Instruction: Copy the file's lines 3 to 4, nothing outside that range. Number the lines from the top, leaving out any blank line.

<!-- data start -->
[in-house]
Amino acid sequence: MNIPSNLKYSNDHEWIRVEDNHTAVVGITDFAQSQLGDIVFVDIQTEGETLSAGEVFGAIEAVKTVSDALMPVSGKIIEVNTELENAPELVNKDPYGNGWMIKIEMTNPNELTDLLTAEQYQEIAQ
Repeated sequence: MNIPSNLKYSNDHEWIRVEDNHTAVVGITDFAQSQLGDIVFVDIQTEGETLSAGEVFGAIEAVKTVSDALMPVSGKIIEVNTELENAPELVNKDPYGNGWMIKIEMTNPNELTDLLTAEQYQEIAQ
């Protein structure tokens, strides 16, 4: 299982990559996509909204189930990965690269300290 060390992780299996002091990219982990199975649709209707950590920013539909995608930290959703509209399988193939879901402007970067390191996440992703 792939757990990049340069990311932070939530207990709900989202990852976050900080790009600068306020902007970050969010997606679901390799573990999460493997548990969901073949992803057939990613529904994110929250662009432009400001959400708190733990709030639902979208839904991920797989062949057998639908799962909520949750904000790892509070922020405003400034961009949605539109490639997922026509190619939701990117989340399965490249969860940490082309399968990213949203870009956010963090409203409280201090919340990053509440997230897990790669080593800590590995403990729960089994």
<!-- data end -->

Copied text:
Repeated sequence: MNIPSNLKYSNDHEWIRVEDNHTAVVGITDFAQSQLGDIVFVDIQTEGETLSAGEVFGAIEAVKTVSDALMPVSGKIIEVNTELENAPELVNKDPYGNGWMIKIEMTNPNELTDLLTAEQYQEIAQ
């Protein structure tokens, strides 16, 4: 299982990559996509909204189930990965690269300290 060390992780299996002091990219982990199975649709209707950590920013539909995608930290959703509209399988193939879901402007970067390191996440992703 792939757990990049340069990311932070939530207990709900989202990852976050900080790009600068306020902007970050969010997606679901390799573990999460493997548990969901073949992803057939990613529904994110929250662009432009400001959400708190733990709030639902979208839904991920797989062949057998639908799962909520949750904000790892509070922020405003400034961009949605539109490639997922026509190619939701990117989340399965490249969860940490082309399968990213949203870009956010963090409203409280201090919340990053509440997230897990790669080593800590590995403990729960089994």